Experts recommend organization, planning for tax season

With the holidays approaching, reviewing investment strategies and preparing for tax season is the last thing on many people's minds.

But the end of the year is a good time to begin assessing the current tax year as well as short- and long-term goals, according to Suzanne M. Bradshaw, financial adviser for Edward Jones in Eldersburg.


"We realize it's mid-November, but it's a good time to get those things done," she said.

Bradshaw and Donya Oneto, a certified public accountant in Sykesville, will give a presentation Friday at the Eldersburg branch of the Carroll County Public Library regarding end-of-the-year financial strategies. The presentation is the third in a series of "Money Talks" by Bradshaw.


The event will consist of general information presented by Bradshaw and Oneto followed by an opportunity for questions and discussion. Past topics included building investment income and the basics of stocks.

Oneto said one of the most important things taxpayers can begin doing at this point in the year is organizing their files.

"You can't effectively plan and make good decisions when you're looking for a piece of paper," she said.

Taxpayers should be aware of what they have earned and spent throughout the year.

"I'm big into the planning process because it helps everyone," Oneto said.

She said she has planning meetings with clients from July through the end of November because after Dec. 1, schedules get hectic for everyone.

"The biggest mistake I see people make is not worrying about these things until the last minute," she said.

Because the talks are held during the day, Bradshaw said most people in attendance are retired and looking for advice on managing and maintaining their assets.

In the current economic climate, Bradshaw said she advises investors to be careful with their portfolios, and Friday she will detail some risky areas to avoid right now.

As far as taxes are concerned, Bradshaw said she and Oneto will discuss the importance of taking the proper required minimum distribution from an individual retirement account when more than 70-and-a-half years old. Failure to take the proper minimum distribution can have penalties.

Taxpayers of any age should be planning for the end of the year, Bradshaw said, including setting up meetings with their financial advisers and accountants.

"You hate for someone to have something on the table that they could have taken advantage of and they didn't," she said.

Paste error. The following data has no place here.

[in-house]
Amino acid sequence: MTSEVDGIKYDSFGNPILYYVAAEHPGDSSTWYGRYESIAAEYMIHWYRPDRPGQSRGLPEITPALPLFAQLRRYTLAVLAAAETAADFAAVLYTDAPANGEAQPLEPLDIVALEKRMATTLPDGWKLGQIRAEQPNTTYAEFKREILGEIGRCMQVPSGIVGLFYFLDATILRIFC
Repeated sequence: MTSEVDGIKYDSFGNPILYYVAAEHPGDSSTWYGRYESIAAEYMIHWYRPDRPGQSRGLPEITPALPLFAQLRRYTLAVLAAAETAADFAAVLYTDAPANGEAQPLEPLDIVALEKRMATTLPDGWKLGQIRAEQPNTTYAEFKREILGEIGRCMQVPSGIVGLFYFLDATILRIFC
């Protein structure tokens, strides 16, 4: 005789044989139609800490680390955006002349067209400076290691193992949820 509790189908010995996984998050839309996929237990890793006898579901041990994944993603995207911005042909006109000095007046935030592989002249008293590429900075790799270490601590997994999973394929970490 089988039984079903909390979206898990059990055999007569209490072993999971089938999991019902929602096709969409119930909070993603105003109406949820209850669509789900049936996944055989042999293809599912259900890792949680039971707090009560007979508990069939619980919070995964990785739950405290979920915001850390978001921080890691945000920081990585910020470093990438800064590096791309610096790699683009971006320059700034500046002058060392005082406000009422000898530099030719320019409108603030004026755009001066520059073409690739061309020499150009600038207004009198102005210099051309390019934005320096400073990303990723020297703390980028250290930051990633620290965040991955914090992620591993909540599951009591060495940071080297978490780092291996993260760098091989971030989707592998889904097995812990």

Oneto said people should also meet with their accountants to avoid being surprised by a large tax liabilities. Though the amount owed can't be changed significantly at this point in the year, taxpayers can begin to find ways to pay what is owed by April.

Donald Hull, president of Hull Company Accountants Inc. in Westminster, said that if someone has had a year with lots of personal expenses, it's a good idea to sit down with an accountant before the end of December.

"Everyone should be looking for possible deductions," he said.

David Hemler, a certified financial planner and owner of Hemler Financial Group in Westminster, said those who are employed should be aware of what their employer-sponsored retirement plan, such as a 401(k), offers and take full advantage of the amount that the employer will match.

"That is free money, and there are still Americans who don't take advantage of that," he said.

Anyone who wishes to save more money for retirement and is able should also look into the options for an individual retirement account, Hemler said. In most cases, contributions for this year can be made up until taxes are due in April.

Bradshaw said people should not put off making appointments to discuss financial issues or finding the right adviser.

"I think there's a financial adviser out there for everyone," she said.

That financial planning is not necessary unless a person has a small fortune is a major misconception, she said.

"Their nest egg is their nest egg, whether it's large or small," she said.

Reach staff writer Heather Cobun at 410-857-7898 or email heather.cobun@carrollcountytimes.com.

If you go

What: Monthly Money Talks: End of Year Tax Strategies

When: 9:30 a.m. Friday, Nov. 14

Where: Eldersburg branch of Carroll County Public Library

More information: To register, contact Edward Jones in Eldersburg at (410) 549-1829 or visit the library website at library.carr.org

Recommended on Baltimore Sun